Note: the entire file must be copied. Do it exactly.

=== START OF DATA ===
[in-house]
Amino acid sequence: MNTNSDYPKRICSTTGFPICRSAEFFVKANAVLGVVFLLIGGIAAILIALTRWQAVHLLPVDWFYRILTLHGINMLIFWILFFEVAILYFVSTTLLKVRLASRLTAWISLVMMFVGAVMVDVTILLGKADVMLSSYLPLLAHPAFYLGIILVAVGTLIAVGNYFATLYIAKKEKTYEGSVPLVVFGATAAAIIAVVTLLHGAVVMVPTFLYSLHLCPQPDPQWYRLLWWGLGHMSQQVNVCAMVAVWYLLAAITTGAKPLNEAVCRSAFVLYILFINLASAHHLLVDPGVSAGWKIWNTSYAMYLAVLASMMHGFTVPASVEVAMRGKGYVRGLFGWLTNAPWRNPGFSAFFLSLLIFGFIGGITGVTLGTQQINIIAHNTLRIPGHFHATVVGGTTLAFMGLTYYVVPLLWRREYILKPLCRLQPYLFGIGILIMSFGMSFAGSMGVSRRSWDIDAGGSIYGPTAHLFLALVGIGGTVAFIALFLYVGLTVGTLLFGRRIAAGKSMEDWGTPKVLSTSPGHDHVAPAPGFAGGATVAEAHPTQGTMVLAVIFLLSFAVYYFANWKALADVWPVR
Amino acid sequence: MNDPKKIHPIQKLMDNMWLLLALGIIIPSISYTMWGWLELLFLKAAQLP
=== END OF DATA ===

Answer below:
[in-house]
Amino acid sequence: MNTNSDYPKRICSTTGFPICRSAEFFVKANAVLGVVFLLIGGIAAILIALTRWQAVHLLPVDWFYRILTLHGINMLIFWILFFEVAILYFVSTTLLKVRLASRLTAWISLVMMFVGAVMVDVTILLGKADVMLSSYLPLLAHPAFYLGIILVAVGTLIAVGNYFATLYIAKKEKTYEGSVPLVVFGATAAAIIAVVTLLHGAVVMVPTFLYSLHLCPQPDPQWYRLLWWGLGHMSQQVNVCAMVAVWYLLAAITTGAKPLNEAVCRSAFVLYILFINLASAHHLLVDPGVSAGWKIWNTSYAMYLAVLASMMHGFTVPASVEVAMRGKGYVRGLFGWLTNAPWRNPGFSAFFLSLLIFGFIGGITGVTLGTQQINIIAHNTLRIPGHFHATVVGGTTLAFMGLTYYVVPLLWRREYILKPLCRLQPYLFGIGILIMSFGMSFAGSMGVSRRSWDIDAGGSIYGPTAHLFLALVGIGGTVAFIALFLYVGLTVGTLLFGRRIAAGKSMEDWGTPKVLSTSPGHDHVAPAPGFAGGATVAEAHPTQGTMVLAVIFLLSFAVYYFANWKALADVWPVR
Amino acid sequence: MNDPKKIHPIQKLMDNMWLLLALGIIIPSISYTMWGWLELLFLKAAQLP